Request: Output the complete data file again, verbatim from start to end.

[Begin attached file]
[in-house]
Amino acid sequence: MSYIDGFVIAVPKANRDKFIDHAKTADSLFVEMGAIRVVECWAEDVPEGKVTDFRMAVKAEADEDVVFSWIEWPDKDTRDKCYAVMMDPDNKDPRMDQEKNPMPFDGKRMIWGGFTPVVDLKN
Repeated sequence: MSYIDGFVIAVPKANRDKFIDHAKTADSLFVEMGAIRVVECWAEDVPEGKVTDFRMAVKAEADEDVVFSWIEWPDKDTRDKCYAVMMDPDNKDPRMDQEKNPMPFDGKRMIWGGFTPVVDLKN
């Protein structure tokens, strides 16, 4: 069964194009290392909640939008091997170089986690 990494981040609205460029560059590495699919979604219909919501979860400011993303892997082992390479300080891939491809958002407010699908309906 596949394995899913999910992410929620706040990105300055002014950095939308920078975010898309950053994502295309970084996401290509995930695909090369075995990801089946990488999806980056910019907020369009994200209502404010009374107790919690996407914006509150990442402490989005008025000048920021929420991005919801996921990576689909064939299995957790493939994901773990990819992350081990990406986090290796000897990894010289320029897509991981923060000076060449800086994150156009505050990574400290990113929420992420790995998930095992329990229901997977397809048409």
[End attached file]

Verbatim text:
[in-house]
Amino acid sequence: MSYIDGFVIAVPKANRDKFIDHAKTADSLFVEMGAIRVVECWAEDVPEGKVTDFRMAVKAEADEDVVFSWIEWPDKDTRDKCYAVMMDPDNKDPRMDQEKNPMPFDGKRMIWGGFTPVVDLKN
Repeated sequence: MSYIDGFVIAVPKANRDKFIDHAKTADSLFVEMGAIRVVECWAEDVPEGKVTDFRMAVKAEADEDVVFSWIEWPDKDTRDKCYAVMMDPDNKDPRMDQEKNPMPFDGKRMIWGGFTPVVDLKN
């Protein structure tokens, strides 16, 4: 069964194009290392909640939008091997170089986690 990494981040609205460029560059590495699919979604219909919501979860400011993303892997082992390479300080891939491809958002407010699908309906 596949394995899913999910992410929620706040990105300055002014950095939308920078975010898309950053994502295309970084996401290509995930695909090369075995990801089946990488999806980056910019907020369009994200209502404010009374107790919690996407914006509150990442402490989005008025000048920021929420991005919801996921990576689909064939299995957790493939994901773990990819992350081990990406986090290796000897990894010289320029897509991981923060000076060449800086994150156009505050990574400290990113929420992420790995998930095992329990229901997977397809048409």